How Champagne Has Outpaced The Stock Market In Recent Times

The story of Champagne includes Romans bringing vines to present-day France, monks perfecting the carbonation process, and historically appealing returns for investors. In an ever more volatile stock market, alternative assets are becoming more popular. This includes fine wine and spirits such as Champagne.

The story of Champagne includes Romans bringing vines to present-day France, monks perfecting the carbonation process, and historically appealing returns for investors. In an ever more volatile stock market, alternative assets are becoming more popular. This includes fine wine and spirits such as Champagne.

 

Impressive Returns

Champagne has been the top-performing region over the past two years, gaining 59.0% (through January 2023) on the London International Vintners Exchange (Liv-ex) versus an S&P 500 return of around 4.4% through the same time frame. The names leading the way for this index include Dom Perignon, Bollinger, Krug and Cristal.

To understand the factors behind Champagne’s rise, you have to look at its changing place within the secondary market. According to a Liv-ex report, Champagne only amounted to about 2% of secondary trading a decade ago. As of September of this year, that share had climbed to 12.4%.

Overall, Champagne ranks third in Liv-ex secondary market share of trade, behind only Bordeaux and Burgundy. In fact on a weekly basis, Champagne recently surpassed Burgundy as the second most traded wine market. This is demonstrated evidence that demand and liquidity continue to increase for bubbly. When taking these factors into account, Champagne has emerged as an increasingly compelling investment category.

Scarcity is also a factor in younger vintages. The Champagne region of France has not had the most consistent of growing seasons, and not every year’s crop becomes a vintage. 2021 for instance had early frost, which damaged yields for many producers. While this was a major disappointment to wine lovers, it feeds into the supply and demand variables that drive wine prices on the secondary market. Factor in that 2021 also set a record for Champagne, with sales coming in 14% above pre-pandemic levels, and the implications seem positive for pricing trends.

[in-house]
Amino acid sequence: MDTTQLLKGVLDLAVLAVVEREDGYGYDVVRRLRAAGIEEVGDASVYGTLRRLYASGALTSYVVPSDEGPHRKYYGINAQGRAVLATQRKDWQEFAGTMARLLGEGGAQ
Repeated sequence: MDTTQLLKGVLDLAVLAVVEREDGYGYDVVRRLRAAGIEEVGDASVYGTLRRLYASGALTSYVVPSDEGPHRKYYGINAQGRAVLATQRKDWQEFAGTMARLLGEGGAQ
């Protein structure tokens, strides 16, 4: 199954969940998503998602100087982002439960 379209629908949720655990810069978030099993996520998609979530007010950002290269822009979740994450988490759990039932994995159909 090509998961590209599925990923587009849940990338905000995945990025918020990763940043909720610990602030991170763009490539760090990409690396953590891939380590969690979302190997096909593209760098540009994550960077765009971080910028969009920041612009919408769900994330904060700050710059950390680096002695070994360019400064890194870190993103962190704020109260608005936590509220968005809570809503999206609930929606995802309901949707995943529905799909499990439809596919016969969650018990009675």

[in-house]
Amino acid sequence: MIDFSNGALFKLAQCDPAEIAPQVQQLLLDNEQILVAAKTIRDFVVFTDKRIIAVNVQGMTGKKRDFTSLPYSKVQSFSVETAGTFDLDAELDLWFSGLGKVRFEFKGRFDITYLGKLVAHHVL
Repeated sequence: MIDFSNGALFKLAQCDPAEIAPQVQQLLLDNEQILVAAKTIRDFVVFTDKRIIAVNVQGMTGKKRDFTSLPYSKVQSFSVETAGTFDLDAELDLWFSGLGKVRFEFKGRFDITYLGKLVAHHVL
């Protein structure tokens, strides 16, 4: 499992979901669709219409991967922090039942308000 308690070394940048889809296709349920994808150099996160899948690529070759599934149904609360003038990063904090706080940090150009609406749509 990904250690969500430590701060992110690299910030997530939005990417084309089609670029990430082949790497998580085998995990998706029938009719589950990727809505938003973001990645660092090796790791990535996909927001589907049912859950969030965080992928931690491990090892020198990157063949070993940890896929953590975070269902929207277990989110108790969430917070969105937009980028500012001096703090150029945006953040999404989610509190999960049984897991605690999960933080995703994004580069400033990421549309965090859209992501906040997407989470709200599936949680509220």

Hedging Risk

Obviously, it would be ill-advised to think this asset will constantly outpace equities. A prudent investor must always diversify across multiple asset classes. The broader appeal of Champagne and other investment-grade wines lies in their non-corollary nature. Wine markets largely operate independently from traditional equity and bond markets. That’s why diversification into this asset class can provide a hedge against volatility for portfolios.

There is also a potential hedge for economic conditions outside of public market volatility. Champagne’s performance is led by high-profile names such as Krug or Bollinger. Because of the high-priced nature of these wines, there is a bit of a buffer against broad economic uncertainty. That’s not to say that wine markets cannot be hit by economic circumstances, but the pocketbooks of the consumer base capable of paying for these products are a little more insulated. This means spending power for collecting and drinking these wines stands to be less impacted by an economic slowdown.

If you reference the Liv-ex 100 index performance through two periods of major economic disruption, 2008 and 2020, you’ll note that price movements for the 100 most sought-after wines were either quicker to rally, or less impacted as a whole.

Simplify this down to the Champagne 50 index alone, and performance has been even more steady. If one notes 2020 and the pandemic, investment-grade Champagne prices were relatively unscathed relative to the stock market.

The prices of the most in-demand fine wines have continued to appreciate, causing the relative value of top champagne bottlings to increase dramatically. It’s also important to note the successful positioning of champagne as more than just wine, but as a luxury good. Major players in fashion and luxury, such as LMVH, also own some of the most prestigious champagne houses. Their marketing leverage is being used to great effect as global demand, secondary market activity, and prices are following accordingly.

 

Investing In Alternatives Like Wine

At one time, wine investing would have seemed like something only for collectors and those with industry knowledge. That is no longer the case. Alternative assets like Champagne are gaining more traction as it becomes easier for investors to get involved.

 

Source: Forbes

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